A law in Italy requiring children to be vaccinated in order to attend school went into affect on Monday, according to the BBC. Despite political pressure to extend the deadline, Health Minister Giulia Grillo kept it at March 11, saying "No vaccine, no school".
"Over the past year and a half, most parents have responsibly vaccinated their children and the number of vaccinated pupils has risen", Rusconi said.
The European Center for Disease Prevention and Control (ECDC) study after a major measles outbreak in the country in 2017 found that almost 89 percent of cases were reported among unvaccinated people.
It also fines parents of children between 6 and 16 years old about $560 if they can not prove their children have been vaccinated.
Following months of fiery debate - and measles outbreaks - a new law banning unvaccinated children from Italy's classrooms has come into effect. Monday marked the first day schools could turn away students.
For years, confusion about vaccines has reigned in Italy.
Prove your kid is vaccinated or pay up, Italian parents are being told.
After the notorious study by Dr. Andrew Wakefield that linked measles vaccine to autism, there has been rise in anti-vaccination sentiments among parents.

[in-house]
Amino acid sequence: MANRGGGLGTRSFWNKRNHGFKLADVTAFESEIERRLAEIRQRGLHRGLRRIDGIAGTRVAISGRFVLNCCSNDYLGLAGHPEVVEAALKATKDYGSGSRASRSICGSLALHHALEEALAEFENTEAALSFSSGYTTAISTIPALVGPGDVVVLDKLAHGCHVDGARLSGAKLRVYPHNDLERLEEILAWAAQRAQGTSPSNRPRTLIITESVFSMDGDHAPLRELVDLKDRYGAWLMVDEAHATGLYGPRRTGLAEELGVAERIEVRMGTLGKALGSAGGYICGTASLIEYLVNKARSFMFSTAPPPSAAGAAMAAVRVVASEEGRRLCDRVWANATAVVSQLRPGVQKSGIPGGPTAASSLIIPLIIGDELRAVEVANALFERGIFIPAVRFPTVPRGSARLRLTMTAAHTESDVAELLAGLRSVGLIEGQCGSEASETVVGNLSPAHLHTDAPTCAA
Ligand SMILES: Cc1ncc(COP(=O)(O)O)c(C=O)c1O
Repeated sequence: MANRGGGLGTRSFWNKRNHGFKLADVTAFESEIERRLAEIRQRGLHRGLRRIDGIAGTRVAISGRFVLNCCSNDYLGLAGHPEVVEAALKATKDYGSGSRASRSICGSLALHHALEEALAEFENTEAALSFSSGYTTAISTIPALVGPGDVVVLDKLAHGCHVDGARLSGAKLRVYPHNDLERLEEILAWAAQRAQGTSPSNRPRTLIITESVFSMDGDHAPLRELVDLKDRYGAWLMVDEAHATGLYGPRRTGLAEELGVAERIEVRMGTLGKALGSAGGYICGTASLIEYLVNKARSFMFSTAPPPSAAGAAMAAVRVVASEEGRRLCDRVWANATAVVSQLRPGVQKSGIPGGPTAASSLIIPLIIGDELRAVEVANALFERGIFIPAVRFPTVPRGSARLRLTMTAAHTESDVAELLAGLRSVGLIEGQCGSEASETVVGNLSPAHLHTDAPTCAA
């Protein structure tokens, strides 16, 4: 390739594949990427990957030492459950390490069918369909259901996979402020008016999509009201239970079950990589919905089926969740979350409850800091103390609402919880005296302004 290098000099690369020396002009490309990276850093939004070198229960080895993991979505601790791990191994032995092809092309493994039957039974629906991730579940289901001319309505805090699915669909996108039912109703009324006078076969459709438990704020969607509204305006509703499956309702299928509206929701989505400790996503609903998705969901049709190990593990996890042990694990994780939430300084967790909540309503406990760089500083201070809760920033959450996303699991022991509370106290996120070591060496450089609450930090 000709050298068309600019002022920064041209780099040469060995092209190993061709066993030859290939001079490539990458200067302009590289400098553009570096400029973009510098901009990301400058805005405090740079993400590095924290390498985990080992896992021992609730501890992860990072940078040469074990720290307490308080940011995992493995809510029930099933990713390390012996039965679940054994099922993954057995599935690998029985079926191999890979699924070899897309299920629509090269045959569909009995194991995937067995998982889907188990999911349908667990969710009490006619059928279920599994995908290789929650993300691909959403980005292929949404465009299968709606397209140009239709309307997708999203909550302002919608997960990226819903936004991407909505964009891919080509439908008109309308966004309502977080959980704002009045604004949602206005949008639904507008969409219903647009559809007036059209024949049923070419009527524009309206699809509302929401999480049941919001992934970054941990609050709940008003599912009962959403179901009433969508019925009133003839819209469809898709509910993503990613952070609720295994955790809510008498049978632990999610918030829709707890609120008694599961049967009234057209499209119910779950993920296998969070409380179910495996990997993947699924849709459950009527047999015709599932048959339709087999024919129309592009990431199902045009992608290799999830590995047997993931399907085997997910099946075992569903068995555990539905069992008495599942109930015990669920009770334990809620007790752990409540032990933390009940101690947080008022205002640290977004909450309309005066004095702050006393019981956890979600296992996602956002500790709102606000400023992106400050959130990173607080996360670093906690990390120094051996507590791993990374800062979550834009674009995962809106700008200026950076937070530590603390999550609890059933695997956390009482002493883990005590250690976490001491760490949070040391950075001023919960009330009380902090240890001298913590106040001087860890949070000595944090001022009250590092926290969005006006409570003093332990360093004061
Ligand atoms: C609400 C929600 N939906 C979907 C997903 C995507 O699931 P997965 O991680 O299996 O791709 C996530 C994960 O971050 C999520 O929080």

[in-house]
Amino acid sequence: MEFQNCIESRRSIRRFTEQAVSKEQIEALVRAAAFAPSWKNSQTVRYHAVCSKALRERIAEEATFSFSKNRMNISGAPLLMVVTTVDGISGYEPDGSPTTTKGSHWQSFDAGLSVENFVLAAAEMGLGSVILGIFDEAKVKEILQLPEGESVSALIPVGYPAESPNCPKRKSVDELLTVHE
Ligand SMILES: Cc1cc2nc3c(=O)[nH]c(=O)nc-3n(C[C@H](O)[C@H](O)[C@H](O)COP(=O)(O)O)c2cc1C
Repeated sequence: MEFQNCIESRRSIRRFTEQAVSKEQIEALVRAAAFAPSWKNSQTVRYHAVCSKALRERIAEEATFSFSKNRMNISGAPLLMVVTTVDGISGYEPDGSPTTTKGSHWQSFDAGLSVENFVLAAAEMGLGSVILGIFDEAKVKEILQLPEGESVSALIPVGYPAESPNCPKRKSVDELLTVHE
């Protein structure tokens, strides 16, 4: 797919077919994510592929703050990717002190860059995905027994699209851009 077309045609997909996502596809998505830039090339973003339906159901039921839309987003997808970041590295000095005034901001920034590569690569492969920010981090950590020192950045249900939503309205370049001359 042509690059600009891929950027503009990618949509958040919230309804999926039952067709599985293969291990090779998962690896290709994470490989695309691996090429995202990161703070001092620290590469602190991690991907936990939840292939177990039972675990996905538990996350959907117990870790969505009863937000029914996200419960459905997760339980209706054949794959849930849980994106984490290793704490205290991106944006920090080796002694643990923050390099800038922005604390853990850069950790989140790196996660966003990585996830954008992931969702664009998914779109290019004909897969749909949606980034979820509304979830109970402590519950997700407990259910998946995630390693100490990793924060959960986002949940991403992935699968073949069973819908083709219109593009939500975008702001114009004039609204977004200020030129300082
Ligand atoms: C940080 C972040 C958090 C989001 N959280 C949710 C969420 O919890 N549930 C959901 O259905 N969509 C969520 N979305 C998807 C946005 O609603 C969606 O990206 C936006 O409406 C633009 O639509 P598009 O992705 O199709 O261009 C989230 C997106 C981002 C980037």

The BBC wrote that the law was passed to bolster flagging Italian vaccination rates, which is in part due to a growing movement of anti-vaccination activists (widely known as antiaxxers). With rates below 80 percent, the country lags far behind the World Health Organization's 95 percent target.
In Bologna, the local authority has sent letters of suspension to the parents of some 300 children, and a total of 5,000 children do not have their vaccine documentation up to date.
The 95% threshold is the point at which "herd immunity" kicks in - when enough of the population is vaccinated for the spread of the disease to become unlikely, thereby protecting those who can not be vaccinated.
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